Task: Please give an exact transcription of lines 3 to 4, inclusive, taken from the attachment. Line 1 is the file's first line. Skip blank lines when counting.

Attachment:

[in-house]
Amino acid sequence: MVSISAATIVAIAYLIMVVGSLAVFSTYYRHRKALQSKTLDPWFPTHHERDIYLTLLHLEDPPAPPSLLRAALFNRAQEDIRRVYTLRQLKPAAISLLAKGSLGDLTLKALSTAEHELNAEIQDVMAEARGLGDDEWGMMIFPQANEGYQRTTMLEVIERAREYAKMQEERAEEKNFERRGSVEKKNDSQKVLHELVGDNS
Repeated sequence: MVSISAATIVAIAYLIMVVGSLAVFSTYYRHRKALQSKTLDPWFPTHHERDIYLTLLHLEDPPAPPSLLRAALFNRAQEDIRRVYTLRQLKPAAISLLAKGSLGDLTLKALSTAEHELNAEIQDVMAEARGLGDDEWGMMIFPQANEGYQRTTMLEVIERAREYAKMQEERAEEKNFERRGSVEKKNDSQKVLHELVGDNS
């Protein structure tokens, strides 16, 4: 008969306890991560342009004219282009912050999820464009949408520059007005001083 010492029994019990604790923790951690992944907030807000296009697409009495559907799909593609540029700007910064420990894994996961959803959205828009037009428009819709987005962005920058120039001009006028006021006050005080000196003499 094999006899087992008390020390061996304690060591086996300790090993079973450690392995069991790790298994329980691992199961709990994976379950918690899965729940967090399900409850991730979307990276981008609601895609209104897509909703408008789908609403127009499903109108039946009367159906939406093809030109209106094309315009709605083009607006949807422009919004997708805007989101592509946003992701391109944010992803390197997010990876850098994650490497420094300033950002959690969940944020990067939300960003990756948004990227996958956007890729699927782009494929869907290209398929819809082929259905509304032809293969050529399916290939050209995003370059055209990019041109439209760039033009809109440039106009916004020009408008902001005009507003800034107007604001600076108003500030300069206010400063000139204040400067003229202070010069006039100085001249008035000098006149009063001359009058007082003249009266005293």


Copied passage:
Repeated sequence: MVSISAATIVAIAYLIMVVGSLAVFSTYYRHRKALQSKTLDPWFPTHHERDIYLTLLHLEDPPAPPSLLRAALFNRAQEDIRRVYTLRQLKPAAISLLAKGSLGDLTLKALSTAEHELNAEIQDVMAEARGLGDDEWGMMIFPQANEGYQRTTMLEVIERAREYAKMQEERAEEKNFERRGSVEKKNDSQKVLHELVGDNS
């Protein structure tokens, strides 16, 4: 008969306890991560342009004219282009912050999820464009949408520059007005001083 010492029994019990604790923790951690992944907030807000296009697409009495559907799909593609540029700007910064420990894994996961959803959205828009037009428009819709987005962005920058120039001009006028006021006050005080000196003499 094999006899087992008390020390061996304690060591086996300790090993079973450690392995069991790790298994329980691992199961709990994976379950918690899965729940967090399900409850991730979307990276981008609601895609209104897509909703408008789908609403127009499903109108039946009367159906939406093809030109209106094309315009709605083009607006949807422009919004997708805007989101592509946003992701391109944010992803390197997010990876850098994650490497420094300033950002959690969940944020990067939300960003990756948004990227996958956007890729699927782009494929869907290209398929819809082929259905509304032809293969050529399916290939050209995003370059055209990019041109439209760039033009809109440039106009916004020009408008902001005009507003800034107007604001600076108003500030300069206010400063000139204040400067003229202070010069006039100085001249008035000098006149009063001359009058007082003249009266005293």